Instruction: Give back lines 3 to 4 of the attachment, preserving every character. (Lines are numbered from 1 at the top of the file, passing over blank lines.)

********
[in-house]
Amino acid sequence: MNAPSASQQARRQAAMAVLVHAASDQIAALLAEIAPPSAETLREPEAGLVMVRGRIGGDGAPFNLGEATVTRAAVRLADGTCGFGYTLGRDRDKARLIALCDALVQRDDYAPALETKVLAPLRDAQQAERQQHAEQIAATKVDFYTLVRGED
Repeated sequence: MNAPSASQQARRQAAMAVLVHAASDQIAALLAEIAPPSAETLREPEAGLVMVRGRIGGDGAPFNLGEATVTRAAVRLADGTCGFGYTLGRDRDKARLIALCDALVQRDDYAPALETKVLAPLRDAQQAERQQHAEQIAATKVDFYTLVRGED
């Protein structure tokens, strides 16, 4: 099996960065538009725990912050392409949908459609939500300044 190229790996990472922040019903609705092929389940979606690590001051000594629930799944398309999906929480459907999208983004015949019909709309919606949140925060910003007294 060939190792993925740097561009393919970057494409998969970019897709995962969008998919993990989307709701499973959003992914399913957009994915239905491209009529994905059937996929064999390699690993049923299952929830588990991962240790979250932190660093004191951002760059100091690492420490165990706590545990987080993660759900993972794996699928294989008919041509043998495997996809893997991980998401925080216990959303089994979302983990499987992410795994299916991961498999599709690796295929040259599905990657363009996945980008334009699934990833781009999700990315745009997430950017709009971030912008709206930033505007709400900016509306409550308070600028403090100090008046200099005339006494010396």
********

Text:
Repeated sequence: MNAPSASQQARRQAAMAVLVHAASDQIAALLAEIAPPSAETLREPEAGLVMVRGRIGGDGAPFNLGEATVTRAAVRLADGTCGFGYTLGRDRDKARLIALCDALVQRDDYAPALETKVLAPLRDAQQAERQQHAEQIAATKVDFYTLVRGED
């Protein structure tokens, strides 16, 4: 099996960065538009725990912050392409949908459609939500300044 190229790996990472922040019903609705092929389940979606690590001051000594629930799944398309999906929480459907999208983004015949019909709309919606949140925060910003007294 060939190792993925740097561009393919970057494409998969970019897709995962969008998919993990989307709701499973959003992914399913957009994915239905491209009529994905059937996929064999390699690993049923299952929830588990991962240790979250932190660093004191951002760059100091690492420490165990706590545990987080993660759900993972794996699928294989008919041509043998495997996809893997991980998401925080216990959303089994979302983990499987992410795994299916991961498999599709690796295929040259599905990657363009996945980008334009699934990833781009999700990315745009997430950017709009971030912008709206930033505007709400900016509306409550308070600028403090100090008046200099005339006494010396």